Georgia O'Keeffe by Roxana RobinsonA New York Times Notable Book: Roxana Robinson's definitive biography of Georgia O'Keeffe is a rich and revealing portrait of the iconic American artist. Artist Georgia O'Keeffe was born into a family of strong Midwestern farmwomen and taught self-reliance at an early age. Coming of age in the modern era, she went on to defy the social conventions of her time and lead a successful and emancipated life full of creativity, feminism, and austerity that has taken on mythic proportion.
Publication Date: 2016-06-21
Kahlo by Gerry SouterBehind Frida Kahlo's portraits, lies the story of both her life and work. It is precisely this combination that draws the reader in. Frida's work is a record of her life, and rarely can we learn so much about an artist from what she records inside the picture frame. Frida Kahlo truly is Mexico's gift to the history of art. She was just eighteen years old when a terrible bus accident changed her life forever, leaving her handicapped and burdened with constant physical pain. But her explosive character, raw determination and hard work helped to shape her artistic talent. And although he was an obsessive womanizer, the great painter Diego Rivera was by her side. She won him over with her charm, talent and intelligence, and Kahlo learnt to lean on the success of her companion in order to explore the world, thus creating her own legacy whilst finding herself surrounded by a close-knit group of friends. Her personal life was turbulent, as she frequently left her relationship with Diego to one side whilst she cultivated her own bisexual relationships. Despite this, Frida and Diego managed to save their frayed relationship. The story and the paintings that Frida left us display a courageous account of a woman constantly on a search of self discovery.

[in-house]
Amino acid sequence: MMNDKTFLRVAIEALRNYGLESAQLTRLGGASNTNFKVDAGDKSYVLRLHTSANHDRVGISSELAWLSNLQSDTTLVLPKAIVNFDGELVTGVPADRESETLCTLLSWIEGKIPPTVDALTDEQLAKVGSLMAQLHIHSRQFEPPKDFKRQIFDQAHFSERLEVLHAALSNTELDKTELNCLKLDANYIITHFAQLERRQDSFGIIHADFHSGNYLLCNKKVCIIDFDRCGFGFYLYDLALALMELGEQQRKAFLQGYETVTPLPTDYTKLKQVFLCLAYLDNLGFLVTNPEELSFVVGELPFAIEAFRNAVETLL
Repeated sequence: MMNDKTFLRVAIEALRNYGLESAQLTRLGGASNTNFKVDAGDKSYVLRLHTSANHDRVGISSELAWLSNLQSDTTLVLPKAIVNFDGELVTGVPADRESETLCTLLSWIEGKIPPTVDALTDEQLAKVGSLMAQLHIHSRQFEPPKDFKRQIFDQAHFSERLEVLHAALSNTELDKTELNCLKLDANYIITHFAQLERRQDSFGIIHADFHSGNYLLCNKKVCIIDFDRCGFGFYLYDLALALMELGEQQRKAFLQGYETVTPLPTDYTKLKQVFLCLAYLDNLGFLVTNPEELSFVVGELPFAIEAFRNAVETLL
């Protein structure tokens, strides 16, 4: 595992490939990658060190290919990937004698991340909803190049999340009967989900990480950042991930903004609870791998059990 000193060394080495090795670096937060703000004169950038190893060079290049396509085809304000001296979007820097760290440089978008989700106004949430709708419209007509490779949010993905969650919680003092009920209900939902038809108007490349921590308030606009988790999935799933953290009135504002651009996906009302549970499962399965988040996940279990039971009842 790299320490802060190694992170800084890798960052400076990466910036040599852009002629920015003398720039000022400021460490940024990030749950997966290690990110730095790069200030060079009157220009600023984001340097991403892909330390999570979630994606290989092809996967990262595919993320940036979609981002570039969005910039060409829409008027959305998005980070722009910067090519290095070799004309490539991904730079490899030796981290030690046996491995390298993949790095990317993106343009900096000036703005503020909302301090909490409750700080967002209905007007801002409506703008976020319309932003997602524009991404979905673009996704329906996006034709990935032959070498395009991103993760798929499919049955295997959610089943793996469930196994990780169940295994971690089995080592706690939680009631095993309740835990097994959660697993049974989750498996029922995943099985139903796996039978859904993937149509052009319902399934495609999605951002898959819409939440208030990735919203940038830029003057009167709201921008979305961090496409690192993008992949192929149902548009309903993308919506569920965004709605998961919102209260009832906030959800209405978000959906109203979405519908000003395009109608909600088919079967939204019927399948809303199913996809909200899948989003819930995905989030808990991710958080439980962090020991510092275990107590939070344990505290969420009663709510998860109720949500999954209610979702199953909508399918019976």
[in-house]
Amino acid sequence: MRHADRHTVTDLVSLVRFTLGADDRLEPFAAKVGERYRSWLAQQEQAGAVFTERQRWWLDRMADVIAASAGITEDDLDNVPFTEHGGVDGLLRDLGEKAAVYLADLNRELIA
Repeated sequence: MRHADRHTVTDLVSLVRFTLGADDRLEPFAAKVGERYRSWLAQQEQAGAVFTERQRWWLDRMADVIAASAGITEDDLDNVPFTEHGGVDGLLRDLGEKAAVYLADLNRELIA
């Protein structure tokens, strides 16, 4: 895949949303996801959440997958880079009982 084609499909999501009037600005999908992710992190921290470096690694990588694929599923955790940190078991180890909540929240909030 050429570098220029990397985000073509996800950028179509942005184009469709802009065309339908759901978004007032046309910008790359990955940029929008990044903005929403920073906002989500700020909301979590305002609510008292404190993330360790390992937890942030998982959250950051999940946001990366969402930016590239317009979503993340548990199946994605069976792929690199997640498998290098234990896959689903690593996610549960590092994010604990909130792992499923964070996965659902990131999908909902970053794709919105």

Publication Date: 2011-12-22